Mitochondrial and derived maternal microsatellite gene diversity (H, ) of parasite populations was estimated in Arlequin v3.5 . To account for the influence of disparate sample sizes on the likelihood of sampling unique alleles, allelic richness and number of alleles private to parasite populations were estimated using the rarefaction approach as implemented in the program ADZE v1.0 . These measures were estimated for both the derived maternal microsatellite genotypes as well as for mitochondrial haplotypes. For the mitochondrial analysis, unique haplotypes for each gene used in the study (cytB, cox3, nd3, and nd5) were coded as alleles and combined to generate a 4-locus mitochondrial genotype for each individual.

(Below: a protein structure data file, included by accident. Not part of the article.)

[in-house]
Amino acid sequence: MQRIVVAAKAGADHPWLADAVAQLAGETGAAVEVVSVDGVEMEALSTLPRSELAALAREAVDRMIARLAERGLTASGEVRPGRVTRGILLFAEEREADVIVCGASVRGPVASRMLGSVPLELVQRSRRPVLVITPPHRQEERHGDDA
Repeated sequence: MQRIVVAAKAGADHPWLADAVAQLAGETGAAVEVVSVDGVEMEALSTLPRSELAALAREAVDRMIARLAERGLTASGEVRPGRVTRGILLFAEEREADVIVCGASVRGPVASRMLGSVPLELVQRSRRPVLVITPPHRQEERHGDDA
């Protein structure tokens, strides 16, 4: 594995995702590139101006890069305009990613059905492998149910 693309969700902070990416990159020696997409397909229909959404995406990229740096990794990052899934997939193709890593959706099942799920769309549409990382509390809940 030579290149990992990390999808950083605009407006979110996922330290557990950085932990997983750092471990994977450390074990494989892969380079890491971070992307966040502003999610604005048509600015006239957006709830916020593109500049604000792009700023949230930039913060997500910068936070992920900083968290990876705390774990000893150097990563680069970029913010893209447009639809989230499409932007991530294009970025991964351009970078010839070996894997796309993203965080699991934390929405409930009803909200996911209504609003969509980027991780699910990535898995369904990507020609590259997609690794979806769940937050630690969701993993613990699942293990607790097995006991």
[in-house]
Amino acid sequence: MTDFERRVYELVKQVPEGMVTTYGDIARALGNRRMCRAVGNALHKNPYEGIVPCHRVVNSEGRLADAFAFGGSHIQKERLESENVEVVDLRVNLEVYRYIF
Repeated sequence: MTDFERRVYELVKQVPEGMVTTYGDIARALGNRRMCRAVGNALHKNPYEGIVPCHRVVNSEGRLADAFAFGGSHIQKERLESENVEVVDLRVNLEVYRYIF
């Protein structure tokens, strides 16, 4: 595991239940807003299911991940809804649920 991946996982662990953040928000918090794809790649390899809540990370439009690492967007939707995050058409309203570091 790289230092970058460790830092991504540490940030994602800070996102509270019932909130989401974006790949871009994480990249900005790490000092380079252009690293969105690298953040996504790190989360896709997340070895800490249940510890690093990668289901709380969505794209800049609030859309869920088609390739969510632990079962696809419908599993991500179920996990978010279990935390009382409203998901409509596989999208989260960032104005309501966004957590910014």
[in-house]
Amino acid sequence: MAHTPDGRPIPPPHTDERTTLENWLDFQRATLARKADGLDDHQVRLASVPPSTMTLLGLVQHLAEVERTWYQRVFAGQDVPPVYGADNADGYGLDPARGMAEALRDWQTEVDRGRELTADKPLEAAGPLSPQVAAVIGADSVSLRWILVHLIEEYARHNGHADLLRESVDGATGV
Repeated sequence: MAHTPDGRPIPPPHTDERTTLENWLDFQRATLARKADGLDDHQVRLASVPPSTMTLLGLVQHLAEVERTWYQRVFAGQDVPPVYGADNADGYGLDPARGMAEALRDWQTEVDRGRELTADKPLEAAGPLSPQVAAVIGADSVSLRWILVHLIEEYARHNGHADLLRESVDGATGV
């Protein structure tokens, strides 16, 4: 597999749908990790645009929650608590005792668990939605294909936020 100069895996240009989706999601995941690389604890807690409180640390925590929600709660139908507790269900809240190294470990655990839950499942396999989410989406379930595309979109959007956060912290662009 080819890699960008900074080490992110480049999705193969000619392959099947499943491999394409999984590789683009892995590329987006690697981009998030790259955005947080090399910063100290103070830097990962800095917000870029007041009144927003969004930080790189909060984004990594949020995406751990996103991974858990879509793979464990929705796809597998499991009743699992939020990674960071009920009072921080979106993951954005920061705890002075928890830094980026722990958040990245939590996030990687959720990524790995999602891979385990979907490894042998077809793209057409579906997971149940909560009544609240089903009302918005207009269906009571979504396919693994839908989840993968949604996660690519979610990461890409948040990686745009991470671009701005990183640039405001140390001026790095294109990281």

Non-random association of parasite genotypes on the basis of host species and geographical location was evaluated with several methods. For descriptive purposes, patterns of pairwise genetic divergence were calculated for mitochondrial sequence data using the uncorrected pairwise proportion of nucleotide differences (p-distance) in MEGA7 with 1000 bootstrap replicates . Patterns of microsatellite divergence were visualized with principal coordinates analysis (PCoA) in GenAlEx v6.5  and with spatial principal components analysis (sPCA) in adegenet 2.0 [24, 25]. We investigated genetic structuring of parasite microsatellite genotypes among countries and within Chad using the Bayesian clustering analyses implemented in MavericK v1.0  and BAPS v6.0 . The clustering model used in MavericK is identical to that of STRUCTURE , but MavericK includes an implementation of thermodynamic integration (TI) [29–32] to estimate the marginal likelihood of alternative models of population structure for inference of the most likely number of subpopulations (K). To be clear, regardless of the method implemented, inference of the most-likely K was intended to evaluate degree of population structuring, not as a definitive estimate of subpopulation numbers. MavericK analyses were run for all available admixture models (admixture with fixed alpha = 1, admixture with variable alpha, and no admixture) to evaluate the posterior probability of each evolutionary model over K = 1‒20. For each run, the Markov chain Monte Carlo (MCMC) sampling was replicated 10 times with 1,000 burn-in iterations and 10,000 sampling iterations, and the TI estimator was run with 50 rungs, 500 burn-in iterations, and 1000 sampling iterations. Convergence and stationarity of the MCMC were assessed across all values of K with a trace plot of marginal log-likelihood versus sampling iteration. Model evidence was transformed to a linear scale and normalized to sum to 1 over all K in order to evaluate the posterior distribution of the K estimates in MavericK. Clustering analysis incorporating spatial information of samples (geographic location where an infected host was detected) was also performed using the spatial clustering of individuals model in BAPS v6.0 [33, 34] with 10 replicates of k = 2‒60. Finally, various groupings of parasites, including grouped by host species and a nested design of region (north vs. south of Manda National Park) and host species, were tested with analysis of molecular variance (AMOVA) in Arlequin using mitochondrial sequences, derived maternal microsatellite genotypes, and pseudo-dominant microsatellite phenotypes. In all AMOVAs, significance was tested with 5000 permutations of haplotypes, individuals, and populations among individuals, populations, and groups of populations . In addition, the degree of population subdivision (on the basis of both host species and geography) was evaluated within Chad using pairwise measures of population differentiation (FST) calculated in Arlequin. Significance was tested with 10,000 permutations of individuals or haplotypes among population groupings. For both AMOVA and tests of differentiation, statistical significance was set at p < 0.05.